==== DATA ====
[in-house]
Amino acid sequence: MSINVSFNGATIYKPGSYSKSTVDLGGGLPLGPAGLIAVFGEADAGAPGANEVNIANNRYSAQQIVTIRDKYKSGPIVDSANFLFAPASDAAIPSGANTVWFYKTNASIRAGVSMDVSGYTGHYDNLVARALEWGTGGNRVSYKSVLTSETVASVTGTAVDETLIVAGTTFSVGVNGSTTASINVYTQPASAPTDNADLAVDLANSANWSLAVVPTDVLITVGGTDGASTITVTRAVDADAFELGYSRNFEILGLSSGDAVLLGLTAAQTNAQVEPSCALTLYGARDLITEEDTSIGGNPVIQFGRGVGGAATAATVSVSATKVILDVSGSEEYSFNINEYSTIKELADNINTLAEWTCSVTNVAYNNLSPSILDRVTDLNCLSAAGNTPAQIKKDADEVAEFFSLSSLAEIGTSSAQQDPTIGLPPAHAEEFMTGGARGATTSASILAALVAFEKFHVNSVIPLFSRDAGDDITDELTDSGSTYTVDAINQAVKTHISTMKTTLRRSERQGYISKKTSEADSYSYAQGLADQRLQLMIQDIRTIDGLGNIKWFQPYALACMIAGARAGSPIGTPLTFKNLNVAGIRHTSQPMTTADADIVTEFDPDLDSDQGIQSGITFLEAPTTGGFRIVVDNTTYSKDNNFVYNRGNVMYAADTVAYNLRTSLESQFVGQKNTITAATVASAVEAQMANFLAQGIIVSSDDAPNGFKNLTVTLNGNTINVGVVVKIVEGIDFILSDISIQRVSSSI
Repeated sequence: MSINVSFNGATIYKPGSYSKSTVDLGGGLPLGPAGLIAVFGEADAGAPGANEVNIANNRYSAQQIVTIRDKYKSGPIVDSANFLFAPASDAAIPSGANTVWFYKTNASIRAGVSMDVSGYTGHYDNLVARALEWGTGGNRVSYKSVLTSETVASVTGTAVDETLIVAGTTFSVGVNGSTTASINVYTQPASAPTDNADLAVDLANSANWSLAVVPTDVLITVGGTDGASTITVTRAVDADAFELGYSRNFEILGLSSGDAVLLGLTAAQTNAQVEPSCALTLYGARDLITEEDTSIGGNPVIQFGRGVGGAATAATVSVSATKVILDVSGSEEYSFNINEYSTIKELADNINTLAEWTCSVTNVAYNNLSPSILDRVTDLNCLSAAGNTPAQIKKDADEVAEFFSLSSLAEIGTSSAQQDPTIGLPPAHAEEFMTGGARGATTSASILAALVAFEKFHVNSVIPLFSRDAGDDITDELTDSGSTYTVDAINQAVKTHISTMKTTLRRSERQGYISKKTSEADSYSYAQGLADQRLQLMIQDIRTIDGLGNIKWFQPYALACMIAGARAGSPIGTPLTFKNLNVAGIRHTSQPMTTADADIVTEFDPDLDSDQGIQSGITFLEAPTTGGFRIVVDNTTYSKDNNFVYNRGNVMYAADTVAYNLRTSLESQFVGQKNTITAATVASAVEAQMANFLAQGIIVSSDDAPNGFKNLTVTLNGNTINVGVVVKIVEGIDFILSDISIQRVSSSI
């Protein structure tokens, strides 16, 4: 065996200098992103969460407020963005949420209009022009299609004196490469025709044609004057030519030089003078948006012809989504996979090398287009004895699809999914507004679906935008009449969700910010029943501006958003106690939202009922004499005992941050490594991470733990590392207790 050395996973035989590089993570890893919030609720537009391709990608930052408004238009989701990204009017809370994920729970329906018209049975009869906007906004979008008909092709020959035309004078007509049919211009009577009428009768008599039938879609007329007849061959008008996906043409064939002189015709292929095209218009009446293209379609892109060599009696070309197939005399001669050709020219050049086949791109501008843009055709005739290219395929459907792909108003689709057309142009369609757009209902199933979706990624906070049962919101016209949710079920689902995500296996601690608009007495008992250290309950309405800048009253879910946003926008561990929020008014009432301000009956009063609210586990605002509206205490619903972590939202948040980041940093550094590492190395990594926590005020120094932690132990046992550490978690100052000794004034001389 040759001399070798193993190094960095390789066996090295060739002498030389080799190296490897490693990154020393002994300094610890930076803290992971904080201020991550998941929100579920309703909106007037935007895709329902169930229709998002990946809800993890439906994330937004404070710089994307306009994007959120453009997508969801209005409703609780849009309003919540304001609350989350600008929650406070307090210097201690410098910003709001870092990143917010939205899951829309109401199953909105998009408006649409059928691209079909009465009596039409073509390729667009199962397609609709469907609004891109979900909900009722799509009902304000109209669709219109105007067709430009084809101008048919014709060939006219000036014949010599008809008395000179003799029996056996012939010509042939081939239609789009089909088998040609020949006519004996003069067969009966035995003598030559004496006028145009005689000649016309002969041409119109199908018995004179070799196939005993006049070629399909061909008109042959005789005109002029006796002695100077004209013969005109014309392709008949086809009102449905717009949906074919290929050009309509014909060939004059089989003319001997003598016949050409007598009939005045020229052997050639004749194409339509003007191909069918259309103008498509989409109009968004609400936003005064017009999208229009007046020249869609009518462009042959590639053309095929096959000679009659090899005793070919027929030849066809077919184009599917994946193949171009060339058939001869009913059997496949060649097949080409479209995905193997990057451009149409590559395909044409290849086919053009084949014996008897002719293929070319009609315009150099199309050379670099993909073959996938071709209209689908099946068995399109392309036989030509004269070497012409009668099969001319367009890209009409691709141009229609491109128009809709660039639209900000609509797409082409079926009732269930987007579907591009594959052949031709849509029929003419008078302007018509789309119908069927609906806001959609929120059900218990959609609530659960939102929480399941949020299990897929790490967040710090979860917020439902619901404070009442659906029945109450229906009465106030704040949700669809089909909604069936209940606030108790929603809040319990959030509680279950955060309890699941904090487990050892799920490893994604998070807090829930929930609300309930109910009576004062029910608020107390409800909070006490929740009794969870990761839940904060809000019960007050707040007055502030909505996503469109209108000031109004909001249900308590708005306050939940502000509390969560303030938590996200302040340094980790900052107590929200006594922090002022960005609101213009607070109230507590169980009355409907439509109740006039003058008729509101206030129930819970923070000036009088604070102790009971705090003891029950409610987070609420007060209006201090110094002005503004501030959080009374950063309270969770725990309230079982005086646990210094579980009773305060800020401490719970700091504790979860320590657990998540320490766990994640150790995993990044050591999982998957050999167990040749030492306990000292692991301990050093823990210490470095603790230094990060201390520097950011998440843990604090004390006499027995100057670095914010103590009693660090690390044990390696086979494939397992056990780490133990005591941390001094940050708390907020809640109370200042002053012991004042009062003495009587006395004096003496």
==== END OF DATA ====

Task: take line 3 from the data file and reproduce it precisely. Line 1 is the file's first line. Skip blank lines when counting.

Repeated sequence: MSINVSFNGATIYKPGSYSKSTVDLGGGLPLGPAGLIAVFGEADAGAPGANEVNIANNRYSAQQIVTIRDKYKSGPIVDSANFLFAPASDAAIPSGANTVWFYKTNASIRAGVSMDVSGYTGHYDNLVARALEWGTGGNRVSYKSVLTSETVASVTGTAVDETLIVAGTTFSVGVNGSTTASINVYTQPASAPTDNADLAVDLANSANWSLAVVPTDVLITVGGTDGASTITVTRAVDADAFELGYSRNFEILGLSSGDAVLLGLTAAQTNAQVEPSCALTLYGARDLITEEDTSIGGNPVIQFGRGVGGAATAATVSVSATKVILDVSGSEEYSFNINEYSTIKELADNINTLAEWTCSVTNVAYNNLSPSILDRVTDLNCLSAAGNTPAQIKKDADEVAEFFSLSSLAEIGTSSAQQDPTIGLPPAHAEEFMTGGARGATTSASILAALVAFEKFHVNSVIPLFSRDAGDDITDELTDSGSTYTVDAINQAVKTHISTMKTTLRRSERQGYISKKTSEADSYSYAQGLADQRLQLMIQDIRTIDGLGNIKWFQPYALACMIAGARAGSPIGTPLTFKNLNVAGIRHTSQPMTTADADIVTEFDPDLDSDQGIQSGITFLEAPTTGGFRIVVDNTTYSKDNNFVYNRGNVMYAADTVAYNLRTSLESQFVGQKNTITAATVASAVEAQMANFLAQGIIVSSDDAPNGFKNLTVTLNGNTINVGVVVKIVEGIDFILSDISIQRVSSSI